Letter from the Editor: A Tradition of Talent
It’s not often that so much talent can be folded into the pages of a single issue
There’s always a reason behind architect Stephen Dynia’s designs
Western Focus: Living With What You Love
Design Associates in Bozeman, Montana
How do you want to feel when you walk through your front door at the end of the day? Whether it’s a Yellowstone Club vacation home right on the slopes, a one-room rustic log cabin in the woods, or a well-used primary residence in the heart of downtown Bozeman, the answer, according to Carol Merica of the Bozeman-based interior design firm Design Associates, is probably the same. “People want to walk into their house and feel like, ‘this is me and I love being here — I love coming home every day.’”
Merica and her business partner, Lynette Zambon, have made that feeling their business model and perhaps their trademark. Instead of honing in on one particular style — Western, contemporary or traditional — they hone in on that feeling that clients strive for in their chosen dwelling. And so far, with a lengthy and ever-growing list of clients, a gigantic design library and a portfolio that spans styles, it seems to be working.
Zambon started Design Associates in 1998, and her friend and former colleague Merica joined her within the first year. They’ve worked together ever since, although instead of collaborating on each job, they tend to divide and conquer, using each other as valued resources when needed. They’ve also become travel buddies, exploring up-and-coming styles and furthering their design education in locations like Paris, San Francisco and New York City. “What’s fun about going overseas is that Europe tends to be about six months to a year ahead of us trend-wise,” Zambon says. “Even if we don’t use those trends, we know what’s coming.”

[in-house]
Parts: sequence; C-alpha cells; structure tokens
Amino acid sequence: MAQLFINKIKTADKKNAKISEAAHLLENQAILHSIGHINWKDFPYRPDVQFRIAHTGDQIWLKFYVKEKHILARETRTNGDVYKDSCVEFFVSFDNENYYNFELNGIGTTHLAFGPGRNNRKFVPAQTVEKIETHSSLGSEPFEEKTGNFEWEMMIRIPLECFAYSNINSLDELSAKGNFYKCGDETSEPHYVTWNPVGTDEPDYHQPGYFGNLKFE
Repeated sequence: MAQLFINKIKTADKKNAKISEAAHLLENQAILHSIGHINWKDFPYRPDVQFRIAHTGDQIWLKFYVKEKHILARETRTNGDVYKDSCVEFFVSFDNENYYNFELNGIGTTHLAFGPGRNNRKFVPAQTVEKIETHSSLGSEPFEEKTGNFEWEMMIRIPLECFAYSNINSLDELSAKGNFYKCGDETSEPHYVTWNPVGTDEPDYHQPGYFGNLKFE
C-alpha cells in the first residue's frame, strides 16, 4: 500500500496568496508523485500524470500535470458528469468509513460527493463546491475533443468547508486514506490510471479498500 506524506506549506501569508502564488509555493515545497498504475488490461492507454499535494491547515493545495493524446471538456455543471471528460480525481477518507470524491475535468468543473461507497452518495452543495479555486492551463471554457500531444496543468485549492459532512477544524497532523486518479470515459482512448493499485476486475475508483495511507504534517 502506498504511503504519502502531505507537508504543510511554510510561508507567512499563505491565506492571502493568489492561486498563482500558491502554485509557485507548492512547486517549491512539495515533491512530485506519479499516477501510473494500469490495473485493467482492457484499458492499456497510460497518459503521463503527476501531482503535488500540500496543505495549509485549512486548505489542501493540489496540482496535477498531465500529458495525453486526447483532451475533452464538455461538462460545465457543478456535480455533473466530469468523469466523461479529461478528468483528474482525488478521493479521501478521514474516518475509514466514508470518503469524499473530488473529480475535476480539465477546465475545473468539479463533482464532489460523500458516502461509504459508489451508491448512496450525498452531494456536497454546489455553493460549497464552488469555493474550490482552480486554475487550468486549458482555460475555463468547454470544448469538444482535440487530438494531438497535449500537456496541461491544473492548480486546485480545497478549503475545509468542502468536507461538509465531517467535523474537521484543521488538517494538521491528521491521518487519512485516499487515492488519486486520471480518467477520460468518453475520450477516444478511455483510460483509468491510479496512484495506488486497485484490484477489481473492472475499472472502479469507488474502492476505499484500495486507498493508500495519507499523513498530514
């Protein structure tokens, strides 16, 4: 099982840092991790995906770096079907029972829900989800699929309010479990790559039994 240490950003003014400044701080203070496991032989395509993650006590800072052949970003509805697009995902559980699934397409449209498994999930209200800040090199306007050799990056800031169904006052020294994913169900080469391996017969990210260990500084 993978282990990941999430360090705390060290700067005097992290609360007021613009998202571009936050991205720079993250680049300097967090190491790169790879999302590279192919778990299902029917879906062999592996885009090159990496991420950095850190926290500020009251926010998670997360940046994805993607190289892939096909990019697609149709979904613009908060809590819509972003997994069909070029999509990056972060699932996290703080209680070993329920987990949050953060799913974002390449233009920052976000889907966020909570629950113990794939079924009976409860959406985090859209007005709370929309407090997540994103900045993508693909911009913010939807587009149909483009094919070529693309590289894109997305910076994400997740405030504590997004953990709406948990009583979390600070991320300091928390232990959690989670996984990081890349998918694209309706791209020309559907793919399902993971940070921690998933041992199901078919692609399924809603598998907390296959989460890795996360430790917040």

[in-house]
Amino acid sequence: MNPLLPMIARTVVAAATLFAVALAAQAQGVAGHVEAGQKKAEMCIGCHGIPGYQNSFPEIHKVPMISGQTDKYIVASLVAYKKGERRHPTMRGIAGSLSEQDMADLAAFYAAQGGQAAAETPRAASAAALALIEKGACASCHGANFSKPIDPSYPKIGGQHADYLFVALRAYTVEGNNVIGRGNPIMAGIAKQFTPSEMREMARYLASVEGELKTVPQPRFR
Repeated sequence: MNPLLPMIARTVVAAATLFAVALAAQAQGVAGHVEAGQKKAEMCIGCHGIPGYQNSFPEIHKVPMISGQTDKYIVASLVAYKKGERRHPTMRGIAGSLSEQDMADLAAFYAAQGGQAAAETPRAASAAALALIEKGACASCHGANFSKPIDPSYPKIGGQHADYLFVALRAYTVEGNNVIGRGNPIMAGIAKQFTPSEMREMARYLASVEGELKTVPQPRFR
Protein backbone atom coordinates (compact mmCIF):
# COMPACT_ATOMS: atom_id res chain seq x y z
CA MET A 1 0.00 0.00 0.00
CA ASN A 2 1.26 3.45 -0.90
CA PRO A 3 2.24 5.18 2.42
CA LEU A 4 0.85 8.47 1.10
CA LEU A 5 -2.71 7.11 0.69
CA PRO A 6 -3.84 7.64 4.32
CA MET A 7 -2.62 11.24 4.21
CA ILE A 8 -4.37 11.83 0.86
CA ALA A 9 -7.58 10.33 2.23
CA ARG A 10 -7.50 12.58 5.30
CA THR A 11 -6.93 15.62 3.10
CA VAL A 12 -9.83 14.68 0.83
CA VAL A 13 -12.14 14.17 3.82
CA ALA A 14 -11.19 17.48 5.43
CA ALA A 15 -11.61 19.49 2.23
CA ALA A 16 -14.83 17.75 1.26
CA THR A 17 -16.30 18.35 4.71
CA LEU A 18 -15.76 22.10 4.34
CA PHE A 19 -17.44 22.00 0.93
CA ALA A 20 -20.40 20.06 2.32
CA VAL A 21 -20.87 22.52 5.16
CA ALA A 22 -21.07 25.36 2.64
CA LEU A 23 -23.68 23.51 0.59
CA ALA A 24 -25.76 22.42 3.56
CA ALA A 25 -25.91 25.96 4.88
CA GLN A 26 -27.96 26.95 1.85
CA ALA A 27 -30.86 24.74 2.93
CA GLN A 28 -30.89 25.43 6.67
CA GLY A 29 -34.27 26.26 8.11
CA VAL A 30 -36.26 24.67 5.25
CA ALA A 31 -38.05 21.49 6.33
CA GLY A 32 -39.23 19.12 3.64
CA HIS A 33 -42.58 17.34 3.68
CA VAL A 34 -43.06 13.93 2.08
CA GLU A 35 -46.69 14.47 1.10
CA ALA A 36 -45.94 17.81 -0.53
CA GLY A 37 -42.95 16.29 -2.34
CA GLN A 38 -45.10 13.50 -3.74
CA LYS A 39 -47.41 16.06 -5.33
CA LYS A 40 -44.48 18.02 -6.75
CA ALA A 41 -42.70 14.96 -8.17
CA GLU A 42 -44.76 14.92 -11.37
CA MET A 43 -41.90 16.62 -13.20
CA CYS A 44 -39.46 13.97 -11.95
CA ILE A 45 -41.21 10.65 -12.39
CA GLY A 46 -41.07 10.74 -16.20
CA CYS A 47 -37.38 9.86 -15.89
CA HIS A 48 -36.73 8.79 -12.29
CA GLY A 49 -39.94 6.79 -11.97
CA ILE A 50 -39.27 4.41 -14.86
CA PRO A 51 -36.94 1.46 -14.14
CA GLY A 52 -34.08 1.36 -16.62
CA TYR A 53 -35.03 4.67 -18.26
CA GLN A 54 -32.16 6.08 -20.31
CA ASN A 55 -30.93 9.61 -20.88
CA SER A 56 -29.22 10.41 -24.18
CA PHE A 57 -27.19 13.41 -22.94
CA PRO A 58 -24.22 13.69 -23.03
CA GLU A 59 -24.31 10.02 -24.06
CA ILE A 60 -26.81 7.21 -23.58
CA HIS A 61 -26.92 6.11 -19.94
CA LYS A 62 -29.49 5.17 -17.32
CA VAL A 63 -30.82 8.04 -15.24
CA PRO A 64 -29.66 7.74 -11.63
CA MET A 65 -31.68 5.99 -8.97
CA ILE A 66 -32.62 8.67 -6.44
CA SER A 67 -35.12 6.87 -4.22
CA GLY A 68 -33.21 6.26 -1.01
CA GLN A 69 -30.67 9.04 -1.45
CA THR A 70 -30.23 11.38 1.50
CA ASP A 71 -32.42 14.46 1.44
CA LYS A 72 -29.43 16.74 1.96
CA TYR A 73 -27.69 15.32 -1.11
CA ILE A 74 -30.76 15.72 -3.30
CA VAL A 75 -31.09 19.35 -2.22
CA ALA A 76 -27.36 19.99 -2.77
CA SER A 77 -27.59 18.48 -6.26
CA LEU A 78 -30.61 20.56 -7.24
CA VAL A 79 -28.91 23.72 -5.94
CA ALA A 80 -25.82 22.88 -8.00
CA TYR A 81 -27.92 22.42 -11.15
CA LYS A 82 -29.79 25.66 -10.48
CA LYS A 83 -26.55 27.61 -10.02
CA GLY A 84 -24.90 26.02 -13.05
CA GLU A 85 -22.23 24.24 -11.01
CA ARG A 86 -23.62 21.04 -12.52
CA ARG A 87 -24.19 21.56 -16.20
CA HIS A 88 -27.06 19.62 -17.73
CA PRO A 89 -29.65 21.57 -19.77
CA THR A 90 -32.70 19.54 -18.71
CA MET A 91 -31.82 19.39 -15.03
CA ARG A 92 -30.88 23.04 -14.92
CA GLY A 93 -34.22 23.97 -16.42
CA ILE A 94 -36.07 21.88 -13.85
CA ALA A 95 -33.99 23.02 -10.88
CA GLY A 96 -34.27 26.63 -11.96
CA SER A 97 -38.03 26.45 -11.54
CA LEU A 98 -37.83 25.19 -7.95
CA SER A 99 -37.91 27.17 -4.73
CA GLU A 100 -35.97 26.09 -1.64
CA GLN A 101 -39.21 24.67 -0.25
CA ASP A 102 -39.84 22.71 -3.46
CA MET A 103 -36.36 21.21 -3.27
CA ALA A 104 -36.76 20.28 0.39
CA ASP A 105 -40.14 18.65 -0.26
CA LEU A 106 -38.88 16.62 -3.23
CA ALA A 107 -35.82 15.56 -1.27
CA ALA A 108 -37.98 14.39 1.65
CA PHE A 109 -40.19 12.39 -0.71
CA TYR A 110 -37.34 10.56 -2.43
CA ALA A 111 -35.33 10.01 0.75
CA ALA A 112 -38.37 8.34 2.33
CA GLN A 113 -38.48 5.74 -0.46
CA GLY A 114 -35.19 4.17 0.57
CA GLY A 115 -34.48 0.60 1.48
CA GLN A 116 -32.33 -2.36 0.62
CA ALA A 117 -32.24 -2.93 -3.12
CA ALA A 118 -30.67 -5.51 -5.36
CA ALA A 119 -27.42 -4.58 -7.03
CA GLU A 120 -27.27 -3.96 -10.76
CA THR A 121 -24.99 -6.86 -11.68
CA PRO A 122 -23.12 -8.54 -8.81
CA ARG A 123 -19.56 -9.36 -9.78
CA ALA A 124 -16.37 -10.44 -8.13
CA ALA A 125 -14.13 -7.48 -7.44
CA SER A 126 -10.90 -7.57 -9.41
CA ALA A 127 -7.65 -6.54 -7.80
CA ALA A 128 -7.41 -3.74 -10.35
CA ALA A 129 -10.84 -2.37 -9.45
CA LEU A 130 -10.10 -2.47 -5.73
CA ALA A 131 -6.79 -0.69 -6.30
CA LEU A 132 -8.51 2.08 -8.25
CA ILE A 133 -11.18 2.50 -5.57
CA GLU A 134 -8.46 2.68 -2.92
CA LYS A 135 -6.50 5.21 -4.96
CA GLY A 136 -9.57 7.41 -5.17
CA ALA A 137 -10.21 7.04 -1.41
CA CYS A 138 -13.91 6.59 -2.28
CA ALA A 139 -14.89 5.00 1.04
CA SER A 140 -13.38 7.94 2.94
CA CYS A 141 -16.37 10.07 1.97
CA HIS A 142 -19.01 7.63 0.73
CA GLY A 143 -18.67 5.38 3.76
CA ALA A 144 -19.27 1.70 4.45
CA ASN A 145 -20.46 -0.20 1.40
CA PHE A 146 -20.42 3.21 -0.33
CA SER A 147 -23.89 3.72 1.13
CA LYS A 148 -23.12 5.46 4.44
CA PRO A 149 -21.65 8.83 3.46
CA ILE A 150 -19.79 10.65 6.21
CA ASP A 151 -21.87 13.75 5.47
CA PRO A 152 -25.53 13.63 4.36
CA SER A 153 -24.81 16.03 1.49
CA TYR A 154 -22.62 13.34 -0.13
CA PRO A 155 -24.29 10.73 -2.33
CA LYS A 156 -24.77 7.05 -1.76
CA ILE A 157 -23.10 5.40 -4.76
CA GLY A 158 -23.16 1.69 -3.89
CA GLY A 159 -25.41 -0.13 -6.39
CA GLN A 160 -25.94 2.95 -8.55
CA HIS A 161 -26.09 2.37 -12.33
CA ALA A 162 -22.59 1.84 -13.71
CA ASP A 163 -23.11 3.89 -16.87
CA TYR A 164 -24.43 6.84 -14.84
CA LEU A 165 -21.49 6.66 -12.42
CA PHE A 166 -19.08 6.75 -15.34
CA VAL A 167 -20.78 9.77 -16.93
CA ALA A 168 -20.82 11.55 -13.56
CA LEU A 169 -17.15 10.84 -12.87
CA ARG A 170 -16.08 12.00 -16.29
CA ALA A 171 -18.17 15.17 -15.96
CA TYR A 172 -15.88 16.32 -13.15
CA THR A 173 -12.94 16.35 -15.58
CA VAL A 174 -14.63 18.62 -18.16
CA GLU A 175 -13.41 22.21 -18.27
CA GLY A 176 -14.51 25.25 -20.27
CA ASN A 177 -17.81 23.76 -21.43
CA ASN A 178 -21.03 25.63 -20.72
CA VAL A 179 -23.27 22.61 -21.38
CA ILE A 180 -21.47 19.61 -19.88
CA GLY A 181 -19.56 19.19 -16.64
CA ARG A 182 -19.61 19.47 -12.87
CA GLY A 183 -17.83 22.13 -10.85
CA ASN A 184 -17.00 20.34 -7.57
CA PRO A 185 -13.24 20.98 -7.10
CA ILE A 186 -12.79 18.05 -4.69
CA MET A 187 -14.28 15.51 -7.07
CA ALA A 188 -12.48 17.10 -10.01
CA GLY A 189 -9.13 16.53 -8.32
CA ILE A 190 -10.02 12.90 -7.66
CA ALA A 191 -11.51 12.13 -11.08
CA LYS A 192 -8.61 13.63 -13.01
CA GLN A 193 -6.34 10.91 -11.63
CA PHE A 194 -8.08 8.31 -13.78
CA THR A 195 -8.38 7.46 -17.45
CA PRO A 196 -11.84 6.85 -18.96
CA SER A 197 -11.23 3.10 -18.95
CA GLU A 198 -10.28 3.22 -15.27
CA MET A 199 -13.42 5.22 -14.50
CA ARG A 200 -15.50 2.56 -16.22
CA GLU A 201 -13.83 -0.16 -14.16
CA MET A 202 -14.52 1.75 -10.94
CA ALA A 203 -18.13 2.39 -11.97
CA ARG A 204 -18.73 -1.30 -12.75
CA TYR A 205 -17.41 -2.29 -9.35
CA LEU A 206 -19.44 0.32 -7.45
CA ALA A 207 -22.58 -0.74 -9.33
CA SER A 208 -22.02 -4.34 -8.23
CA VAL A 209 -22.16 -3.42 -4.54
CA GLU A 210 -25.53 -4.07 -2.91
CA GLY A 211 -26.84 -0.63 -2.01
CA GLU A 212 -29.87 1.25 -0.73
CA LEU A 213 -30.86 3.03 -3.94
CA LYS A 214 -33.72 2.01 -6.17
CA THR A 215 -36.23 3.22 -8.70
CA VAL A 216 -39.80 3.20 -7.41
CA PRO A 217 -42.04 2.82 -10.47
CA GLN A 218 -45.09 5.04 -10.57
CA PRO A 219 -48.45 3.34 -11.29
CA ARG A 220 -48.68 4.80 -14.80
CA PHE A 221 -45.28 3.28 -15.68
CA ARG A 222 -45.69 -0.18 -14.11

But when it comes to trends that might work in a Montana home, the individual client and the architectural design is really what’s at the root. “We usually meet with the architect and see the plans first, even if they’re preliminary, to get a feeling for the vision,” Merica explains.
“Then we end up becoming somewhat intimate with the client, because we really need to know their lifestyle need and tastes,” Zambon adds. “We do a client questionnaire, and we ask them to put together an idea book of pictures so they can comment on what they do and don’t like.”
Over each of their 20-plus years in the interior design world, Zambon and Merica have developed a few hard and fast go-to techniques that can transcend any design style.
One is to mix it up. “Maybe you’re mixing a couple of patterns, something modern with something traditional, but the most interesting spaces are the ones that don’t always match,” Merica says.
The next is to keep it lively through the use of color. “You can really add an extra sparkle through pops of color,” Zambon says. “It can be subtle, but add that little juxtaposition.”
And last, they tend to steer clients towards classic pieces of high-quality furniture that can be accented to suit a desired style. “If they want something Western, we can go with a classic sofa and use Western accents, like pillow fabrics and accessories,” Zambon says. “That way if they want to change anything, they still have the basic pieces.”
There are, however, some clients who fall in love with certain standout pieces, and following their business model of making a home feel truly loved, they just roll with it.
“If they’re adamant about an orange sofa, we’re going to embrace that,” Merica says. “If at the end of the day they love it, that’s all that matters.”
Classic pieces of high-quality furniture, like this dining room table and chairs, can be accented to suit a desired style.
Design Associates doesn’t focus on a particular style — Western, contemporary or traditional — they hone in on the client’s individual tastes.